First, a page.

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I'm working on a [legacy] project with a build pipeline that generates RPMs that are picked up by Spinnaker to Bake an AMI that will in turn run on an AWS EC2 machine.

I proposed to use Docker instead of RPM+AMI but my team resists using Docker "in production". One of the reasons is that Docker is a virtual environment and it doesn't make sense to run it on EC2 which is itself a virtualized environment.

I searched for arguments against using Docker in production but I'm still unclear on the cons and pros of this approach. I mean Amazon ECS support Docker, but that seems more like buzzword compatibility. Can anyone share some insight for why (or why not) one may use Docker (or other container technologies like RKT) as opposed to RPM+AMI?

Update December 2016: digging deeper into it, I realized my team's main concern was limited capabilities of docker-compose as opposed to more advanced orchestration tools like Kubernetes. Kubernetes can use Docker (among other container technologies) which implies there is no problem running Docker in production if the required orchestration technology is in place.

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  • I do think that it makes sense running Docker in VMs in terms of a public Cloud. However AWS has new services, see this: aws.amazon.com/ecs Commented Nov 28, 2016 at 17:05
  • I'm aware of ECS which is interesting because it shows AWS is committed to support Docker, but I still don't know why big enterprises don't flock to Docker. It seems to have addressed many deployment issues nicely.
    – AlexStack
    Commented Nov 28, 2016 at 17:42

1 Answer 1

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Docker provides an isolation between the host machine (your AWS instance) and the running process that generates your RPM. I know no reason why you couldn't use Docker as one more layer of security and automation, since it would be a lot easier in case you need to migrate to another server or even cloud provider.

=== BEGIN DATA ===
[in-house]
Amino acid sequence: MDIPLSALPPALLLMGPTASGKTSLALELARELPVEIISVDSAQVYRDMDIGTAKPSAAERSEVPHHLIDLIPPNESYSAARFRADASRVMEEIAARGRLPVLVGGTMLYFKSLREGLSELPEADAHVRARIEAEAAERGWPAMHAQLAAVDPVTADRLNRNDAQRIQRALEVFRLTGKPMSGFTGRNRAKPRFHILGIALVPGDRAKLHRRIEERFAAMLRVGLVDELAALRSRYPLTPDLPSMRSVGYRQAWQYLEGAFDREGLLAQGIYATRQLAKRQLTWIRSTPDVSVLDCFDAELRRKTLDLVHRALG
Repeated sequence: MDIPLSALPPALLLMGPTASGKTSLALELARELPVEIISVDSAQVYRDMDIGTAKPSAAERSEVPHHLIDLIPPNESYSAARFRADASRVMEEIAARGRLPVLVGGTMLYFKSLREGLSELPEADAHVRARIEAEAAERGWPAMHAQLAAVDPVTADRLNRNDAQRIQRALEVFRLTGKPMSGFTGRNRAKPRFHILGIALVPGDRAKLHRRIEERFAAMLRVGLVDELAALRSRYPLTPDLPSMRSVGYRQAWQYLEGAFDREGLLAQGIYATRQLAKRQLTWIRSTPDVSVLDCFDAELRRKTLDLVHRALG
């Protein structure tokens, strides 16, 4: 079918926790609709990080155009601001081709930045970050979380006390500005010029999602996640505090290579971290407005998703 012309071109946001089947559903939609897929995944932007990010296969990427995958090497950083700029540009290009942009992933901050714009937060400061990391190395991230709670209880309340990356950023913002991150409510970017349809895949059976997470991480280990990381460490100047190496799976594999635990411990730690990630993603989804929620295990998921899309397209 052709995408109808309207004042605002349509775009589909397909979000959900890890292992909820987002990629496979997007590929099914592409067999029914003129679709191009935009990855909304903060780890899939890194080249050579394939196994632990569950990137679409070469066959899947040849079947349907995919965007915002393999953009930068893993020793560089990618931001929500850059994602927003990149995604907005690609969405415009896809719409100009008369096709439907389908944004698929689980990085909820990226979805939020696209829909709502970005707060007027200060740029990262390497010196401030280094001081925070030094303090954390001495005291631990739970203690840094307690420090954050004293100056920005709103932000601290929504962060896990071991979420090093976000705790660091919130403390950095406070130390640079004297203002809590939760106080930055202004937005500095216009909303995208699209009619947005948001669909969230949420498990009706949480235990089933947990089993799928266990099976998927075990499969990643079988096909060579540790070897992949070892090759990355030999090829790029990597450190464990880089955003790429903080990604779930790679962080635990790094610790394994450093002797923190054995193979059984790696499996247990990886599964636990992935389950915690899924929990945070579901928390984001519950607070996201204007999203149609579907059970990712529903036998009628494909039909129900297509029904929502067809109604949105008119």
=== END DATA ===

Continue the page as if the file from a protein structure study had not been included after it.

Also, you can create multiples Docker images running different OS distros and versions to test the installation of your newly created RPM package, in a fully automated workflow.

Now regarding "using Docker in production", I can't list all the company and big projects using in production since an year ago. It is stable, has awesome documentation, a big and fast growing community and the company behind (Docker Inc) is one of the most innovative and under the spotlight of software development currently. Not to mention that Docker's technology stack is based on solid Linux components like the Kernel itself and libcontainer.

As a starting plan, I would suggest you to migrate one small part of your environment to Docker and use as a testing setup. This also gives you more ground to spot eventual problems you might have.

Awesome references I found: [1] https://clusterhq.com/assets/pdfs/state-of-container-usage-june-2015.pdf

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    AFAIK docker is not LXC-based anymore.
    – schaiba
    Commented Dec 15, 2016 at 12:28
  • @schaiba not by default. It was replaced by libcontainer about two years ago. But you can still change it depending on your environment. But you're right, I should update my answer. Commented Dec 15, 2016 at 12:40

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